Owner Pepsico vows to take the mushy feel out of its breakfast staple and roll out healthful new products.
Pepsi may not be the first company that comes to mind when you think of a healthful breakfast, but the soft drink giant hopes to change that with a makeover of its Quaker division.
Parent company PepsiCo (PEP) will revamp the morning meal offerings from Quaker with revised breakfast options. Reformulated instant oatmeal and two new types of cereal will be at the center of Quaker's new product push and a marketing campaign to capture an evolving consumer market increasingly concerned with eating well.
But this isn’t your mother’s oatmeal. The new instant oatmeal will address what Quaker President Jaya Kumar said is a concern: People report not wanting oatmeal to be "mushy."
Even stocks that have little to do with housing, like those of oil giants and drug companies, feel the impact of real-estate data.
By Jim Cramer, TheStreet
Since when did we become the United States of Housing? Housing has become pretty much the be all and end all of the market outside of employment claims. We literally dread these numbers because the estimates are way too high -- based on what? -- and when the figures come in, they are either horrible or really horrible.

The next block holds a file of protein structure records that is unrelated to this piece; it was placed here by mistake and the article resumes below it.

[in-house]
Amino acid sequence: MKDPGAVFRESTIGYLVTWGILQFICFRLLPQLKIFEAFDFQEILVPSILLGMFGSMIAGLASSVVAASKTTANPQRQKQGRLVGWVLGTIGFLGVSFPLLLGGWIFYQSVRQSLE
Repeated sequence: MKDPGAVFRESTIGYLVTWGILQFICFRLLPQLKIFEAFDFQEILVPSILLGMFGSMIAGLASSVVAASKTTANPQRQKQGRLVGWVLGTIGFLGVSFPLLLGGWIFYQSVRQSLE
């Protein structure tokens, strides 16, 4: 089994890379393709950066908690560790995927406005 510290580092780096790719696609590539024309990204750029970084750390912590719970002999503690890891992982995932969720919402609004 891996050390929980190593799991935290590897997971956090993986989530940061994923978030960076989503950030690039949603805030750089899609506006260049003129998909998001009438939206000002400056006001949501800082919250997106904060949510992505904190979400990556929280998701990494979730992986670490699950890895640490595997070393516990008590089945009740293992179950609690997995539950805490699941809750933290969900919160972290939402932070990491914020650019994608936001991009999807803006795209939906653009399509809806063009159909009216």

Housing used to be supremely important in this country for Black & Decker (SWK) and Masco (MAS) and for Louisiana-Pacific (LPX), Georgia Pacific, Morgan Products, US Gypsum, U.S. Home and Republic Gypsum. We used to fret about what it would mean to Phelps Dodge and to some of the independent glass companies.
Most of those companies are now gone or have merged. We had some regional homebuilders, and they would have periodic cycles of good and bad. But they were regional, for heaven's sake, and often their regions would be strong when others would be weak.